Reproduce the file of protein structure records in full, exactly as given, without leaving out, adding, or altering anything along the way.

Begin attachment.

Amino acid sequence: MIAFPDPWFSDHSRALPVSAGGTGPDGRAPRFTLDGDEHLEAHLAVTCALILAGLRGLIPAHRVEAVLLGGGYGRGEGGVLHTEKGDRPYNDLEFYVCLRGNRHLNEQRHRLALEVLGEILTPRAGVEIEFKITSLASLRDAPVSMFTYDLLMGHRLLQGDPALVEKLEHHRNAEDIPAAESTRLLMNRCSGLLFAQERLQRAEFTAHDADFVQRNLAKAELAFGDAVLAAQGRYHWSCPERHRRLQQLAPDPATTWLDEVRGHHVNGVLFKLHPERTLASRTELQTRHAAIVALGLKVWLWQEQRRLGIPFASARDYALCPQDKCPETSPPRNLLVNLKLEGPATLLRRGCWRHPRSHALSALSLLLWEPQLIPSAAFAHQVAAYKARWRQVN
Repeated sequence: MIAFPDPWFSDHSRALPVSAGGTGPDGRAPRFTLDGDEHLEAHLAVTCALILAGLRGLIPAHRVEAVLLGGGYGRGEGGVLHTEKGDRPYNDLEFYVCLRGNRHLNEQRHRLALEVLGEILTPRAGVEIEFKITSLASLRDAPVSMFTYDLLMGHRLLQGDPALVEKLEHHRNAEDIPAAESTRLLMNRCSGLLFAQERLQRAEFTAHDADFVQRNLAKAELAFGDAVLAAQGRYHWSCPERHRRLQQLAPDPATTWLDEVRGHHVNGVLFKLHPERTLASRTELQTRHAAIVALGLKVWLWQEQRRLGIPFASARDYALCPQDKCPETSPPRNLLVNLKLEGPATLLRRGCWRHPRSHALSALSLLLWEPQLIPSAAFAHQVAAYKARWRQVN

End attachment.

Amino acid sequence: MIAFPDPWFSDHSRALPVSAGGTGPDGRAPRFTLDGDEHLEAHLAVTCALILAGLRGLIPAHRVEAVLLGGGYGRGEGGVLHTEKGDRPYNDLEFYVCLRGNRHLNEQRHRLALEVLGEILTPRAGVEIEFKITSLASLRDAPVSMFTYDLLMGHRLLQGDPALVEKLEHHRNAEDIPAAESTRLLMNRCSGLLFAQERLQRAEFTAHDADFVQRNLAKAELAFGDAVLAAQGRYHWSCPERHRRLQQLAPDPATTWLDEVRGHHVNGVLFKLHPERTLASRTELQTRHAAIVALGLKVWLWQEQRRLGIPFASARDYALCPQDKCPETSPPRNLLVNLKLEGPATLLRRGCWRHPRSHALSALSLLLWEPQLIPSAAFAHQVAAYKARWRQVN
Repeated sequence: MIAFPDPWFSDHSRALPVSAGGTGPDGRAPRFTLDGDEHLEAHLAVTCALILAGLRGLIPAHRVEAVLLGGGYGRGEGGVLHTEKGDRPYNDLEFYVCLRGNRHLNEQRHRLALEVLGEILTPRAGVEIEFKITSLASLRDAPVSMFTYDLLMGHRLLQGDPALVEKLEHHRNAEDIPAAESTRLLMNRCSGLLFAQERLQRAEFTAHDADFVQRNLAKAELAFGDAVLAAQGRYHWSCPERHRRLQQLAPDPATTWLDEVRGHHVNGVLFKLHPERTLASRTELQTRHAAIVALGLKVWLWQEQRRLGIPFASARDYALCPQDKCPETSPPRNLLVNLKLEGPATLLRRGCWRHPRSHALSALSLLLWEPQLIPSAAFAHQVAAYKARWRQVN